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Las Vegas Police Arrest Elected Official Over Reporter’s Death!
LAS VEGAS (Associated Press) — On Wednesday, police in the Las Vegas region detained an elected public official suspected in the fatal stabbing of a veteran newspaper reporter whose reporting on the official led to his primary loss in June.
Sheriff Joe Lombardo told the Las Vegas Review-Journal that Democratic Clark County Public Administrator Robert “Rob” Telles was arrested by SWAT officers at his home hours after investigators served a search warrant and confiscated vehicles in the criminal investigation into the killing of Las Vegas Review-Journal reporter Jeff German.
The county agency that deals with the property of persons who die without a will or family contacts, where Telles, 45, had a relationship with a subordinate colleague, had been the focus of German’s reporting concerning instability.
“the arrest of Robert Telles is at once a huge relief and an outrage for the Review-Journal staff,” the paper’s executive editor, Glenn Cook, said in a statement.
Police serve search warrants in Las Vegas reporter’s slaying https://t.co/rRv9yXpwIi
— The Washington Times (@WashTimes) September 7, 2022
Cook expressed relief that Robert Telles was apprehended while expressing fury that a colleague appeared to have been assassinated for reporting on an elected person.
Telles did not immediately return phone calls to his county office on Wednesday, and it was unclear whether or not he had an attorney after his arrest. No one could be reached at the county administrator’s office.
After more than two decades as a columnist and reporter for the Las Vegas Sun, where he covered courts, politics, labor, government, and organized crime, German moved to the Review-Journal in 2010.
Telles, a former probate and estate attorney was elected in 2018, succeeding a public official who had served three terms. He was defeated by Assistant Public Administrator Rita Reid in the June party primary. The end of the year marks the end of Telles’s term.
A German bylined article published in the weeks leading up to the election said that Telles’ office was “mired in instability and internal conflict” between veterans and newcomers.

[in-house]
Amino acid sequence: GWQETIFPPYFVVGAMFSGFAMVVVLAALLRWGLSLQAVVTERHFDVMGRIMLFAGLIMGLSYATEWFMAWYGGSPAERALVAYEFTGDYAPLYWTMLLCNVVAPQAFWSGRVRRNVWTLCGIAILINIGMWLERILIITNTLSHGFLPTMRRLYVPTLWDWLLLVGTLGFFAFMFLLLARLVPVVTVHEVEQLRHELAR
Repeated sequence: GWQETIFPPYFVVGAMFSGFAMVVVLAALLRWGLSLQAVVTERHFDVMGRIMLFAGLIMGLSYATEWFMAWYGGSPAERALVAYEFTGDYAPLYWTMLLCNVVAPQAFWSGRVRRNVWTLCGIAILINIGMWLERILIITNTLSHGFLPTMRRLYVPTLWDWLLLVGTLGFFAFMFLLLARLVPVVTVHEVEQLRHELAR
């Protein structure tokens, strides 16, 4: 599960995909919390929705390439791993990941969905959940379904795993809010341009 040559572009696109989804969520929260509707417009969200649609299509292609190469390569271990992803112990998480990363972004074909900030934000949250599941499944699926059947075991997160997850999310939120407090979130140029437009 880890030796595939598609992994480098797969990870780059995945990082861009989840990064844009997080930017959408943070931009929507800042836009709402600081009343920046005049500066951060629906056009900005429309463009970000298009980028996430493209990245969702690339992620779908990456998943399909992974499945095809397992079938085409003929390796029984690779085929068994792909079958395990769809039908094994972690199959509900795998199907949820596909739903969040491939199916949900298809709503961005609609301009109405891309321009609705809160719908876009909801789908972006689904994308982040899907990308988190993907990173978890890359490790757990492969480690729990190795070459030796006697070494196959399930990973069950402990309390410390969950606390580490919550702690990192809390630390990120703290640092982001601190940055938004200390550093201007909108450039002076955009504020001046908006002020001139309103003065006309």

Telles said that “old-timers” were to fault for making false allegations of mistreatment against him because they lied about the depths of his relationship with a female employee.
“All my new stuff is super-happy and everyone is productive and doing well,” he said to the publication. Office output has nearly doubled as a result of our efforts.
The Review-Journal said that Telles later vented his frustration with German on Twitter, calling him a bully and saying that German was “obsessed” with him in June.
A newspaper reported on Wednesday that a reporter named German, who has a reputation for tenacity, was working on follow-up stories and had recently filed public records requests for emails and text messages between Telles and three other county officials, including Reid and consultant Michael Murphy.
The former Clark County coroner who was brought in to discuss concerns with the public administrators’ office, Patrick Murphy, did not return a call seeking comment.
The body of German was discovered on Saturday morning in front of his house. Police said they believe he was killed on Friday and that this was a unique event. The Clark County coroner determined that German was the victim of homicide due to “several sharp force injuries.”
Rapid events occurred on Monday after police had solicited the public for assistance in identifying a suspect.
On Tuesday, police released a snapshot of a distinguishing red or maroon GMC Yukon Denali SUV with chrome handles, a sunroof, and a luggage rack, and a short video showing a probable suspect walking on a sidewalk while wearing bright orange “construction clothing.”
On Tuesday, Telles was photographed washing a car like the one parked in his driveway; on Wednesday, KTNV-TV reported that police had towed the car away.
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